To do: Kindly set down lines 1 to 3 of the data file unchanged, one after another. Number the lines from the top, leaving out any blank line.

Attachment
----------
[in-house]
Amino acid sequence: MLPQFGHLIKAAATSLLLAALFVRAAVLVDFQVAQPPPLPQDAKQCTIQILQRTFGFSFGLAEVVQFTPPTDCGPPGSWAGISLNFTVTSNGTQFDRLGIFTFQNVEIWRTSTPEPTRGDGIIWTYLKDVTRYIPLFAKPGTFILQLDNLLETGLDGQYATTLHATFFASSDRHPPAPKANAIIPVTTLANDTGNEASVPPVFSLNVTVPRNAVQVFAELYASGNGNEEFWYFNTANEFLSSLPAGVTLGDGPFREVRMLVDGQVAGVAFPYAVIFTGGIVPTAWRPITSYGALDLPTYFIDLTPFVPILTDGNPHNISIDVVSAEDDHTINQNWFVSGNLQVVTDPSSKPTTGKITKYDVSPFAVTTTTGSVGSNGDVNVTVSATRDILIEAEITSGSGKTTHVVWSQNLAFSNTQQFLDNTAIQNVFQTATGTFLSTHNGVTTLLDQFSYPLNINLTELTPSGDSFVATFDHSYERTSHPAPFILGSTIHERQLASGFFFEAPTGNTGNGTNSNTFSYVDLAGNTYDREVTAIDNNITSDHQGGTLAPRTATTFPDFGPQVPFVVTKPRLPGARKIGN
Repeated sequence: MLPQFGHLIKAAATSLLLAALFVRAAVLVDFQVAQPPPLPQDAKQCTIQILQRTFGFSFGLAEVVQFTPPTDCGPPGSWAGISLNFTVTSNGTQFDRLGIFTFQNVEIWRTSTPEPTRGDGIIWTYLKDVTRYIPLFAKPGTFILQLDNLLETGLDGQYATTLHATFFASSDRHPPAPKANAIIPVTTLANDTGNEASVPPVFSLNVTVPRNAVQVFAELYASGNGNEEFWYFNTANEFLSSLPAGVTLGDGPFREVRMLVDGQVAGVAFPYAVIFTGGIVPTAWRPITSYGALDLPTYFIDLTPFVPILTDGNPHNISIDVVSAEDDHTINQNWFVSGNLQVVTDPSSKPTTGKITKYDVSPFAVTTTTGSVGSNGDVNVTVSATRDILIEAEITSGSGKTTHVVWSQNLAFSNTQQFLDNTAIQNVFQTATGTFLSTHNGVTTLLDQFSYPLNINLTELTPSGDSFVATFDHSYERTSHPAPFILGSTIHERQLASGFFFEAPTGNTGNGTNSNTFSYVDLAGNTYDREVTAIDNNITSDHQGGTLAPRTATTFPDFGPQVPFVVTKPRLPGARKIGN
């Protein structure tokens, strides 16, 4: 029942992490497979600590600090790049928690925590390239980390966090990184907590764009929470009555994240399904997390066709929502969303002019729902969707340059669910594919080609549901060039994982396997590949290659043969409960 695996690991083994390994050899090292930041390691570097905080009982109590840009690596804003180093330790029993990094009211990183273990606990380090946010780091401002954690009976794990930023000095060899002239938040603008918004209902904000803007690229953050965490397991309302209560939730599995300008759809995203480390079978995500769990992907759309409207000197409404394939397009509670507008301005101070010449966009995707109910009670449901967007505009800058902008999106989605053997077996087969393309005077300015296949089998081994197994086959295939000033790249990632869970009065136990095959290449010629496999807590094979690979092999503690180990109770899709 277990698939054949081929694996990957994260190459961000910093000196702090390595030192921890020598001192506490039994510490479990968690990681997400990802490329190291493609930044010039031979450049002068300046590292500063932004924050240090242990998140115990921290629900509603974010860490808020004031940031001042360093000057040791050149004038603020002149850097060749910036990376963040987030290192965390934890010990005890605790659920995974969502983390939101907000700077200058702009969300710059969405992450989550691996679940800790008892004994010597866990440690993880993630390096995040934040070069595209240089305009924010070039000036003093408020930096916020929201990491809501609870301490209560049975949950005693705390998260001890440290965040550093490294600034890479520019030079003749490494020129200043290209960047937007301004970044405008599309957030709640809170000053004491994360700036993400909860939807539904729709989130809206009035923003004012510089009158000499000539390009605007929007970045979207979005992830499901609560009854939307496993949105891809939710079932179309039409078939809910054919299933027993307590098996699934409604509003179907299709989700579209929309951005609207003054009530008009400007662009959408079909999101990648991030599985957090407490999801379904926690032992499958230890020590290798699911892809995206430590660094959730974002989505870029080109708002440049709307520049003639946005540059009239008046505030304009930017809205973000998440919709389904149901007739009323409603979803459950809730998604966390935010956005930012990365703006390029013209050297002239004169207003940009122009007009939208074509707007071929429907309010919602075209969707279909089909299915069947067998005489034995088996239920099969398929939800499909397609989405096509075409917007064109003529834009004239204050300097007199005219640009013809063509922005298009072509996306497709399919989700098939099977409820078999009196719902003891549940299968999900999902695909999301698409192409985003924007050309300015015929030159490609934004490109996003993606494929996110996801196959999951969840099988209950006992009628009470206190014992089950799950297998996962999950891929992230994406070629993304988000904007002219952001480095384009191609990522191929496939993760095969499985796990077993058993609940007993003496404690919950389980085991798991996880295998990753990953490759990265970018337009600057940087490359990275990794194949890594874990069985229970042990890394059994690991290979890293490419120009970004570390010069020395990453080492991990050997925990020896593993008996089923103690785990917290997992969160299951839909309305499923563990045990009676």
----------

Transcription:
[in-house]
Amino acid sequence: MLPQFGHLIKAAATSLLLAALFVRAAVLVDFQVAQPPPLPQDAKQCTIQILQRTFGFSFGLAEVVQFTPPTDCGPPGSWAGISLNFTVTSNGTQFDRLGIFTFQNVEIWRTSTPEPTRGDGIIWTYLKDVTRYIPLFAKPGTFILQLDNLLETGLDGQYATTLHATFFASSDRHPPAPKANAIIPVTTLANDTGNEASVPPVFSLNVTVPRNAVQVFAELYASGNGNEEFWYFNTANEFLSSLPAGVTLGDGPFREVRMLVDGQVAGVAFPYAVIFTGGIVPTAWRPITSYGALDLPTYFIDLTPFVPILTDGNPHNISIDVVSAEDDHTINQNWFVSGNLQVVTDPSSKPTTGKITKYDVSPFAVTTTTGSVGSNGDVNVTVSATRDILIEAEITSGSGKTTHVVWSQNLAFSNTQQFLDNTAIQNVFQTATGTFLSTHNGVTTLLDQFSYPLNINLTELTPSGDSFVATFDHSYERTSHPAPFILGSTIHERQLASGFFFEAPTGNTGNGTNSNTFSYVDLAGNTYDREVTAIDNNITSDHQGGTLAPRTATTFPDFGPQVPFVVTKPRLPGARKIGN
Repeated sequence: MLPQFGHLIKAAATSLLLAALFVRAAVLVDFQVAQPPPLPQDAKQCTIQILQRTFGFSFGLAEVVQFTPPTDCGPPGSWAGISLNFTVTSNGTQFDRLGIFTFQNVEIWRTSTPEPTRGDGIIWTYLKDVTRYIPLFAKPGTFILQLDNLLETGLDGQYATTLHATFFASSDRHPPAPKANAIIPVTTLANDTGNEASVPPVFSLNVTVPRNAVQVFAELYASGNGNEEFWYFNTANEFLSSLPAGVTLGDGPFREVRMLVDGQVAGVAFPYAVIFTGGIVPTAWRPITSYGALDLPTYFIDLTPFVPILTDGNPHNISIDVVSAEDDHTINQNWFVSGNLQVVTDPSSKPTTGKITKYDVSPFAVTTTTGSVGSNGDVNVTVSATRDILIEAEITSGSGKTTHVVWSQNLAFSNTQQFLDNTAIQNVFQTATGTFLSTHNGVTTLLDQFSYPLNINLTELTPSGDSFVATFDHSYERTSHPAPFILGSTIHERQLASGFFFEAPTGNTGNGTNSNTFSYVDLAGNTYDREVTAIDNNITSDHQGGTLAPRTATTFPDFGPQVPFVVTKPRLPGARKIGN